Article Text

Epidemiology and mapping of child road casualties
  1. Alexandra Celeste Smith1,
  2. Sarah J Jones2,
  3. David Hanna3
  1. 1 School of Medicine, Cardiff University, Cardiff, UK
  2. 2 Health Protection Division, Public Health Wales, Cardiff, UK
  3. 3 Paediatric Emergency Department, University Hospital of Wales Healthcare NHS Trust, Cardiff, UK
  1. Correspondence to Alexandra Celeste Smith, Cardiff University School of Medicine, Cardiff, UK; SmithAC6{at}cardiff.ac.uk

Abstract

Background Paediatric trauma following road traffic collisions (RTCs) represents a significant public health burden. This study aims to influence road safety in Wales.

Methods Police (STATS19) and healthcare databases covering all or part of Wales were analysed, compared and mapped from 2017 to 2019 for RTCs involving children aged 0–16 years.

Results STATS19 under-reports RTCs, recording 1859 road traffic injuries (RTIs) for all Wales compared with 1170 RTIs at one tertiary hospital in South East Wales. Boys aged 11–16 years had the highest injury rates (92.2 per 100 000 population). Injuries peaked at school journey times. The rate ratio of injury was 2.0 (95% CI 1.7 to 2.4) for the most deprived compared with the least deprived areas.

Conclusion Improvements in data quality are essential to influence road policy. Improved road safety is needed in all communities but must be further enhanced in the most deprived areas, where the burden of injury is highest.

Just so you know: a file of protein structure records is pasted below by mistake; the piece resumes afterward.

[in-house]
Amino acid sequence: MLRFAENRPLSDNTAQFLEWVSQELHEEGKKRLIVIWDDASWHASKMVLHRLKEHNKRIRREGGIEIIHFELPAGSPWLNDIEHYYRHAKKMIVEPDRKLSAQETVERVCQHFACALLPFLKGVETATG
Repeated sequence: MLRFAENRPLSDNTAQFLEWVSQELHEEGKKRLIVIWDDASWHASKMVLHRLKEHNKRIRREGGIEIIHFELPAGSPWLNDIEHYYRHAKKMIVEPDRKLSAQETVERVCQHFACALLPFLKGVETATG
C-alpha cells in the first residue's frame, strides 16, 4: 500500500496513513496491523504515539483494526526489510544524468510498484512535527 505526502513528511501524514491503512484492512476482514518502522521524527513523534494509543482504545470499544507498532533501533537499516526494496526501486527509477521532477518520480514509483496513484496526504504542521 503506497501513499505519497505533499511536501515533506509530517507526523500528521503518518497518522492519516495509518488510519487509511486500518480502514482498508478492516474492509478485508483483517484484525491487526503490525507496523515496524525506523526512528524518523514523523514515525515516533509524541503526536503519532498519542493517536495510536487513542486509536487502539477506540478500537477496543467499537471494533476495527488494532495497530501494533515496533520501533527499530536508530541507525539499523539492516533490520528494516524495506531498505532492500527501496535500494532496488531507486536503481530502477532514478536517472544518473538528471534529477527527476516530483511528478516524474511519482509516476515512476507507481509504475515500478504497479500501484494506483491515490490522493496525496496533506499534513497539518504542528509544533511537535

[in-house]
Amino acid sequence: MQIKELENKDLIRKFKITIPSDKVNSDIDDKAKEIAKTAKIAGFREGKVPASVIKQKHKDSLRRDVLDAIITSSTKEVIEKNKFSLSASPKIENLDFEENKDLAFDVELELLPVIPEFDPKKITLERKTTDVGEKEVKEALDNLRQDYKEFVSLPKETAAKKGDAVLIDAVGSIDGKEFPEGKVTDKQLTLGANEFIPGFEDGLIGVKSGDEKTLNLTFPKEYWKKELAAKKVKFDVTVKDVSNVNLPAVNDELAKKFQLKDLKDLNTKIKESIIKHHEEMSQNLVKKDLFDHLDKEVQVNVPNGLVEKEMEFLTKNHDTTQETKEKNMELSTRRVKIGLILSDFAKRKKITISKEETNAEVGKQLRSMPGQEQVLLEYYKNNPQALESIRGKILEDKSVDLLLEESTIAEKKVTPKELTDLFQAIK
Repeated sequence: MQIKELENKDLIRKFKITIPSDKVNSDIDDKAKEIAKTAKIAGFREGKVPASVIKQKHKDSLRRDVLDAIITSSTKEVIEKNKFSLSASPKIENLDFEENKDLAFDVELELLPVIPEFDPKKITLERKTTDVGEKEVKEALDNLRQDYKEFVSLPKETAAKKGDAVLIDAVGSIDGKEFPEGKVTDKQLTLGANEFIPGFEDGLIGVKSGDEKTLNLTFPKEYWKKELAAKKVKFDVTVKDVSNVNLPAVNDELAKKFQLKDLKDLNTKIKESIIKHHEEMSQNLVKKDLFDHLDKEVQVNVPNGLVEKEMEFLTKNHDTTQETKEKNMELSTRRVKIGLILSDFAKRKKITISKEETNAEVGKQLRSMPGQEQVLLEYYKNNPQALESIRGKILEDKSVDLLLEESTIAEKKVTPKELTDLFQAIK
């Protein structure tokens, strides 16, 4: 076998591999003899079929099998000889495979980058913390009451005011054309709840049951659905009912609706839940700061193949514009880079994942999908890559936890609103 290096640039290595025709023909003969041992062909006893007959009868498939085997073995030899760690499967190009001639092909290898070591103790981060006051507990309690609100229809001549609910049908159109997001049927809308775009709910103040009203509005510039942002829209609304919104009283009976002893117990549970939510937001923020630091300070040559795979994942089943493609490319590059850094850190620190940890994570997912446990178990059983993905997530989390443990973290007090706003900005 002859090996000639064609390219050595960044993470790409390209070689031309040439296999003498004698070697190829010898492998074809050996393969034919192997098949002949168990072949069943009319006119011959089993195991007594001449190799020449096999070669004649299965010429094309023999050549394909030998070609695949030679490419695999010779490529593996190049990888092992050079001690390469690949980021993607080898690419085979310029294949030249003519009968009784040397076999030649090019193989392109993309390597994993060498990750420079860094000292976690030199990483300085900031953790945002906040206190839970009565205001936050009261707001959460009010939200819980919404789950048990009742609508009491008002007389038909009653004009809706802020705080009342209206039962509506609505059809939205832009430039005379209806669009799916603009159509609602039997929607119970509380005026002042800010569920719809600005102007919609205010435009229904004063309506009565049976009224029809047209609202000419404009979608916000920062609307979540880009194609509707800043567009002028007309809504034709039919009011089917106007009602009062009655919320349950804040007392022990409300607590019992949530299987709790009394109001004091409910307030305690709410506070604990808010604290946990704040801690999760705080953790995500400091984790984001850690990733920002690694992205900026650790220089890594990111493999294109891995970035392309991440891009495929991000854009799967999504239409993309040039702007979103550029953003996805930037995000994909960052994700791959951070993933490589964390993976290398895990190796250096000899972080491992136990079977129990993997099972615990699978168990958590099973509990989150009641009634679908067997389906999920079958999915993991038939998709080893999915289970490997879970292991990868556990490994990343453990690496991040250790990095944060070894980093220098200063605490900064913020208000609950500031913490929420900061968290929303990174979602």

• paediatric emergency medicine
  • epidemiology

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Footnotes

  • Presented at This work has been presented as an ePoster at the Royal College of Paediatrics and Child Health Conference (RCPCH) 2021 and was published as a conference abstract in association with RCPCH on 30 September 2021 in the online Archives of Disease in Childhood.

  • Contributors Each of the authors has met the criteria for authorship. All authors contributed to the design of the study and concepts behind the report. ACS collected and analysed the data. ACS drafted the report, and SJJ and DH edited and provided comments. All authors approved the final version of the manuscript.

  • Funding The authors have not declared a specific grant for this research from any funding agency in the public, commercial or not-for-profit sectors.

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  • Competing interests None declared.

  • Provenance and peer review Not commissioned; externally peer reviewed.

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